Last summer, I was given a tough pill to swallow. After years of testing, therapy and being told my son was fine by professionals and autistic by his teachers and day care staff, I finally went to a highly recommended, pediatric psychologist. Four hours in a small room with a doctor and a team of different therapists and we were told that our son was high functioning autistic, PDD-NOS to be specific. He met all of the criteria for Asperger’s but he had a speech delay which doesn’t put him in the Asperger’s section of the spectrum, but he had a ton of social issues which didn’t align him with PDD. This put him into the PDD-NOS category (Pervasive Developmental Disorder- Not Otherwise Specified.)
On the drive home from Atlanta, my husband and I cried. I called my mom who promised me nothing was different than when we left Macon that morning. I cried some more. I can’t count the number of times I’ve broken down after a bad day. Knowing the reason behind his meltdowns does help to prevent them but that’s not a sure fire way to keep them from happening. So I have my days where I sit there, crying, and asking God why would he put this on me? I don’t see myself as strong enough to raise a special needs child. I watched my Nana raise my uncle, I watched my mom take care of handicapped kids when I was young, but I never saw myself as being strong enough to deal with that kind of thing.
This past year, I proved myself wrong. I’ve learned how to cope, advocate, educate, and sometimes… just cry. I called my mom, I cried all night to my husband, I vented to my friends (I love you guys so much), and I wrote… a lot. I got this job that I loved so much. I was taking pictures, I was working with kids and I was having so much fun. I survived the Christmas season and then things began going downhill, not with what I was doing, but other drama that no one should have to deal with while they try to earn a living.
One day while taking pictures for a customer a woman noticed my autism bracelet. She asked how long ago my son was diagnosed and we started talking about him. This lady went on to tell me that her son had been diagnosed with Asperger’s when he was younger and she started a business for people who were receiving behavioral diagnoses. The lost people wondering what the next step was to getting their kids the help they needed. My jaw dropped. When Braiden was diagnosed they gave me a stack of pamphlets to places in Atlanta and Augusta but nothing near me. For two months I was on my own, researching, educating myself. For the first half of Braiden’s school year I didn’t even know what an IEP was. Now I do, and now he has one.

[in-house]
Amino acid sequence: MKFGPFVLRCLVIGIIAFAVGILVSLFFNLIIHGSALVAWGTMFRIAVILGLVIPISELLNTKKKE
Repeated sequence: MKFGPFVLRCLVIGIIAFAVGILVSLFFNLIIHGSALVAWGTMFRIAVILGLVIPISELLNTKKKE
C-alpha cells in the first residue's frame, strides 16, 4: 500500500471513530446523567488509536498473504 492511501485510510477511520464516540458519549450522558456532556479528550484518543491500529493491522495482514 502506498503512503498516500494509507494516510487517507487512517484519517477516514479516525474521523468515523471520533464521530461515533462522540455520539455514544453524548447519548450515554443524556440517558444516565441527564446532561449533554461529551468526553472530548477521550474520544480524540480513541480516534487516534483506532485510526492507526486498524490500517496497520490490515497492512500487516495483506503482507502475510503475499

After an hour of talking to the woman she asked if I lived in Macon and asked if I was interested in working for a company like hers. She only hires people who are raising or have raised a child with a behavioral diagnosis. I went to a class in Atlanta and she helped me get everything I needed. Next week I start my job as a Family Support Partner, where I get to be that helping hand in a family’s life who receive their diagnosis. The best part? I work mostly from home. I get to be a part of my child’s life without worry. I get to spend time with my family and during the week I will go and visit my clients, work with them and get them the help they need. I cannot wait to get started and now I know… I have Braiden because he was preparing me for this job and in turn this job will help me be better for Braiden.
I could not be more excited to leave the drama behind and start this amazing journey!!!! God is good and is in control. I could not be happier right now. Everything happens for a reason, even if you don’t know what that reason is at the time. Without Braiden I wouldn’t have this opportunity and without Braiden I don’t know what my life would be like. Keep the faith. If you’re going to pray for rain, then prepare your field to receive it.